Sara Kianpour from our ONE France office reports on the G20 Agriculture meeting in Paris.
G20 ministers of agriculture are in Paris this week to decide the fate of the entire world’s small holder farmers. These small farmers spend between 50 and 80 percent of their income on food, and in the 21st century, this fact is alarming.
At ONE, we hope that this data will give the G20 ministers of agriculture a good reason to find sustainable solutions to stop excessive speculation on commodities that affects the poorest.
Therefore, we recommend some concrete measures for the G20 Agriculture to be a success:
Fulfill L’Aquila commitments: Almost two years after the G8 Summit of L’Aquila in 2009, donors still have yet to declare precise when and how they are going to deliver their promises. Donors must urgently and rapidly fulfill their L’Aquila commitments on aid quality and quantity for agricultural development and food security. G8 and other L’Aquila Food Security Initiative contributors, including G20 members that endorsed the statement on the AFSI and had pledged to provide technical assistance, must clarify and deliver on these commitments.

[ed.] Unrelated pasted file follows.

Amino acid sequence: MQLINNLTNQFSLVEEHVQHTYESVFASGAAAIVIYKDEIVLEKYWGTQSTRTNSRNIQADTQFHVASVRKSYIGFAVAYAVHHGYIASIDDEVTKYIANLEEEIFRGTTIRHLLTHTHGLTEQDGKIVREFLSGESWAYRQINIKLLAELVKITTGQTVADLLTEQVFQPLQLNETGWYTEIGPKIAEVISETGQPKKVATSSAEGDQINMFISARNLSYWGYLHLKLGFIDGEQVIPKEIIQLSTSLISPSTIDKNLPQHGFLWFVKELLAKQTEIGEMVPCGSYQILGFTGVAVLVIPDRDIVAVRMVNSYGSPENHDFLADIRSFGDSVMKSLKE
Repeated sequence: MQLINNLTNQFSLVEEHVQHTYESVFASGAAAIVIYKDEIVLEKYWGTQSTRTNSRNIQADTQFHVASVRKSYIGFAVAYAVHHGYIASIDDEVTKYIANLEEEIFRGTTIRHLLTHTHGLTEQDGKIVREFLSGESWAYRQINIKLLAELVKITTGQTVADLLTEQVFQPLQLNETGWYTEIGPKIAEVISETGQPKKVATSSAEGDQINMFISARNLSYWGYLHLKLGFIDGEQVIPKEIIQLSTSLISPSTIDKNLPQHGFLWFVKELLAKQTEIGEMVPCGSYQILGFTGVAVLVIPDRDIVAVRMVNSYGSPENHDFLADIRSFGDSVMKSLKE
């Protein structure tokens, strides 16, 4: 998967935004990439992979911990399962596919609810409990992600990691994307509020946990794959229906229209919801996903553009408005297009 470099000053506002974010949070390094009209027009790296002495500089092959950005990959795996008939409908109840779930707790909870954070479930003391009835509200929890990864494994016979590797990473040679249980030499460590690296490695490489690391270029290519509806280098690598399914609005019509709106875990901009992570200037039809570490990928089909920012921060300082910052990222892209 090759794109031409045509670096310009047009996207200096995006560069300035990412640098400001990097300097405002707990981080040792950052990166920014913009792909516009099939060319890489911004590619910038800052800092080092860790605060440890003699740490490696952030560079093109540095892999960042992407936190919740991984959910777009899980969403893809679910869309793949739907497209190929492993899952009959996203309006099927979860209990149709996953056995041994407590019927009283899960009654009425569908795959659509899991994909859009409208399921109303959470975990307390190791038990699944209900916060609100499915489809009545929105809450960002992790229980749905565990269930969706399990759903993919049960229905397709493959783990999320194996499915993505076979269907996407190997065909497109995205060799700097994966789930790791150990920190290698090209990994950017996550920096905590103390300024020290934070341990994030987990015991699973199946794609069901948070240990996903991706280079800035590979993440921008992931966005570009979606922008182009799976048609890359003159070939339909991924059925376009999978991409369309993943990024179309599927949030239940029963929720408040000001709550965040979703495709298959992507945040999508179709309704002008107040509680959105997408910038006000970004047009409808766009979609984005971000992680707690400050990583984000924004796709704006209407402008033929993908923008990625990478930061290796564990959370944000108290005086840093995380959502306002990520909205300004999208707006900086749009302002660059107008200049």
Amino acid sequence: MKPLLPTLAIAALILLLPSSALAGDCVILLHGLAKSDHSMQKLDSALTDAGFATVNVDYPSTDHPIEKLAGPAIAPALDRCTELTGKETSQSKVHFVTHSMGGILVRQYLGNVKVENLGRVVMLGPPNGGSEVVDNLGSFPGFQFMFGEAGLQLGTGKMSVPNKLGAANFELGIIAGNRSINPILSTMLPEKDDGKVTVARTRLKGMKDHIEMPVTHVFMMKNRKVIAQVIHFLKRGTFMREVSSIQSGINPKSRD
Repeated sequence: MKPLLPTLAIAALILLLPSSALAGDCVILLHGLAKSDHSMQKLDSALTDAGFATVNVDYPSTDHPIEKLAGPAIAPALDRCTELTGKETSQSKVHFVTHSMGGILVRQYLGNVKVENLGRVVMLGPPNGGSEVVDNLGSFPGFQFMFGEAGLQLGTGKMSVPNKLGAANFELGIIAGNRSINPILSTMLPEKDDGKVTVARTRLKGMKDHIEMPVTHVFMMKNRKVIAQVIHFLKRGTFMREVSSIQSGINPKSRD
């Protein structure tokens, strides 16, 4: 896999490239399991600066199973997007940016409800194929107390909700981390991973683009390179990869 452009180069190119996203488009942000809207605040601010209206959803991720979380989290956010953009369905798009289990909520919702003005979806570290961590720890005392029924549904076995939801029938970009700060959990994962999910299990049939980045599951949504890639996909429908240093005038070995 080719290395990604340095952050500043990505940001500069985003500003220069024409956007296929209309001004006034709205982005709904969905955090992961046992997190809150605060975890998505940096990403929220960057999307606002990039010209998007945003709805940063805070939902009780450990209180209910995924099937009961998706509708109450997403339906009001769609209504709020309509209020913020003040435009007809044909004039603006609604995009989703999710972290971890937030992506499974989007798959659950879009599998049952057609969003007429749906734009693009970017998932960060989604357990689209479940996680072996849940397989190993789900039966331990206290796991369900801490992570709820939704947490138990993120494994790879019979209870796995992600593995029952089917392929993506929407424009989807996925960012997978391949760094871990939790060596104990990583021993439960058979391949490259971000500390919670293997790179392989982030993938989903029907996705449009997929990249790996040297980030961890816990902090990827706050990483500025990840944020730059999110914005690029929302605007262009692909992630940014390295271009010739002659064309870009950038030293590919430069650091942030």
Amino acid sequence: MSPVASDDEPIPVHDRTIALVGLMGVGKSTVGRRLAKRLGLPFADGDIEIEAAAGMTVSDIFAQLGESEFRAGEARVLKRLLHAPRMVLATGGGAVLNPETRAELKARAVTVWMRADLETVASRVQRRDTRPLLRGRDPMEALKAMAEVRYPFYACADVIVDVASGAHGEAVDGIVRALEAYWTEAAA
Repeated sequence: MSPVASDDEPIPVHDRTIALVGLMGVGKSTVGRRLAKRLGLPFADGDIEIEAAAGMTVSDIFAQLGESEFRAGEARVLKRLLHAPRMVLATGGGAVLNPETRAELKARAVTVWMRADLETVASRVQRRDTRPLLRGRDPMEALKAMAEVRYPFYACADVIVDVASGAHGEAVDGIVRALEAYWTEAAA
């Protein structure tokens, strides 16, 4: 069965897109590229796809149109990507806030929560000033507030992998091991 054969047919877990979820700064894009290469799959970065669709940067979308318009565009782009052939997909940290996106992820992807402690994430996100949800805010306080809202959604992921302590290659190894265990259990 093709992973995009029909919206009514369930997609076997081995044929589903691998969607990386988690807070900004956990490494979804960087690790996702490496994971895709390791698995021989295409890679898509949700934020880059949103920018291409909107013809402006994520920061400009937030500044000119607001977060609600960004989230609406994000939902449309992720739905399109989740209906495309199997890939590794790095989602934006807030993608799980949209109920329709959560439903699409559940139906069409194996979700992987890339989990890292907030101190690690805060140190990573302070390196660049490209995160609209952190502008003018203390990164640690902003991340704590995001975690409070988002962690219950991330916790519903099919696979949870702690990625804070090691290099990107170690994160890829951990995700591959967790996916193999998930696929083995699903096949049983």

Finance the GAFSP: New and existing donors should finance the Global Agriculture and Food Security Program (GAFSP). In less than a year it has quickly disbursed grants to well-developed, results-oriented country-owned plans.
Increase transparency and regulation in food commodity futures markets: The G20 should make more information on grain stocks publicly available and refrain from imposing export bans. This will help prevent extreme food price spikes and temper price volatility. Specifically, the G20 should agree to create position limits on OTC derivatives and index-fund food commodity futures trading; require that all derivatives of food commodities are subject to notification, clearing and monitoring by making position information publicly available; and establish a regulatory body, similar to the US CFTC for European and other market future trading
Develop agricultural risk management tools and social safety-nets: Investments in agricultural risk management and social safety-net programs can ease the impacts of prices spikes and build the resilience of poor countries and farmers to withstand price shocks when they occur.
The G20 Agriculture meeting has, for the first time ever, made agriculture a global topic. At ONE, we just hope that this world first will go down in history. Because a failure will have an impact on the poorest people.
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